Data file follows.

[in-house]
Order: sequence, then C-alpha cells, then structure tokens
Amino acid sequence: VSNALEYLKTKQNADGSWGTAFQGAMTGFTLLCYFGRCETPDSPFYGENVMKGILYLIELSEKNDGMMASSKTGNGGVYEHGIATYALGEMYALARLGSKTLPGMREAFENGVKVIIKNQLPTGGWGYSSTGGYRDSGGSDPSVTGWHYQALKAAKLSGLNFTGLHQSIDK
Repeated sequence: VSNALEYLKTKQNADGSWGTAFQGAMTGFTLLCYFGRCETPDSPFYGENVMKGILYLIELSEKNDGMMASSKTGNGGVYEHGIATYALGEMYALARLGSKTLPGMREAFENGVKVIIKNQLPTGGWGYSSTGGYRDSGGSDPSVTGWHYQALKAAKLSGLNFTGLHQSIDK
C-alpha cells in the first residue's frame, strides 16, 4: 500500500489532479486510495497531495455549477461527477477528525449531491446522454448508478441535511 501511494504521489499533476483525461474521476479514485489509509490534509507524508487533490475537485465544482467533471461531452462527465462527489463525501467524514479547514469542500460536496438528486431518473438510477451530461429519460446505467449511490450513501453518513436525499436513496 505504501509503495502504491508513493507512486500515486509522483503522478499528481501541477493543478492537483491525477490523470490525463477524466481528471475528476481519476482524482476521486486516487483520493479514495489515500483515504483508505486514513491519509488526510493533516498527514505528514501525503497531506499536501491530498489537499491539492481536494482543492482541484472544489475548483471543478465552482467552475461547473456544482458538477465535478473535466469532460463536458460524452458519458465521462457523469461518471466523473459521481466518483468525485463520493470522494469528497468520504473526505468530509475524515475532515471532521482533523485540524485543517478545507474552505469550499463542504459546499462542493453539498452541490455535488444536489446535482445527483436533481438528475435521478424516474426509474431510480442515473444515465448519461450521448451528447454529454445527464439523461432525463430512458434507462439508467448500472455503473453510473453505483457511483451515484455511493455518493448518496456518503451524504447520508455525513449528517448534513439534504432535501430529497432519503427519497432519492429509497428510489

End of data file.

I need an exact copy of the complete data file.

[in-house]
Order: sequence, then C-alpha cells, then structure tokens
Amino acid sequence: VSNALEYLKTKQNADGSWGTAFQGAMTGFTLLCYFGRCETPDSPFYGENVMKGILYLIELSEKNDGMMASSKTGNGGVYEHGIATYALGEMYALARLGSKTLPGMREAFENGVKVIIKNQLPTGGWGYSSTGGYRDSGGSDPSVTGWHYQALKAAKLSGLNFTGLHQSIDK
Repeated sequence: VSNALEYLKTKQNADGSWGTAFQGAMTGFTLLCYFGRCETPDSPFYGENVMKGILYLIELSEKNDGMMASSKTGNGGVYEHGIATYALGEMYALARLGSKTLPGMREAFENGVKVIIKNQLPTGGWGYSSTGGYRDSGGSDPSVTGWHYQALKAAKLSGLNFTGLHQSIDK
C-alpha cells in the first residue's frame, strides 16, 4: 500500500489532479486510495497531495455549477461527477477528525449531491446522454448508478441535511 501511494504521489499533476483525461474521476479514485489509509490534509507524508487533490475537485465544482467533471461531452462527465462527489463525501467524514479547514469542500460536496438528486431518473438510477451530461429519460446505467449511490450513501453518513436525499436513496 505504501509503495502504491508513493507512486500515486509522483503522478499528481501541477493543478492537483491525477490523470490525463477524466481528471475528476481519476482524482476521486486516487483520493479514495489515500483515504483508505486514513491519509488526510493533516498527514505528514501525503497531506499536501491530498489537499491539492481536494482543492482541484472544489475548483471543478465552482467552475461547473456544482458538477465535478473535466469532460463536458460524452458519458465521462457523469461518471466523473459521481466518483468525485463520493470522494469528497468520504473526505468530509475524515475532515471532521482533523485540524485543517478545507474552505469550499463542504459546499462542493453539498452541490455535488444536489446535482445527483436533481438528475435521478424516474426509474431510480442515473444515465448519461450521448451528447454529454445527464439523461432525463430512458434507462439508467448500472455503473453510473453505483457511483451515484455511493455518493448518496456518503451524504447520508455525513449528517448534513439534504432535501430529497432519503427519497432519492429509497428510489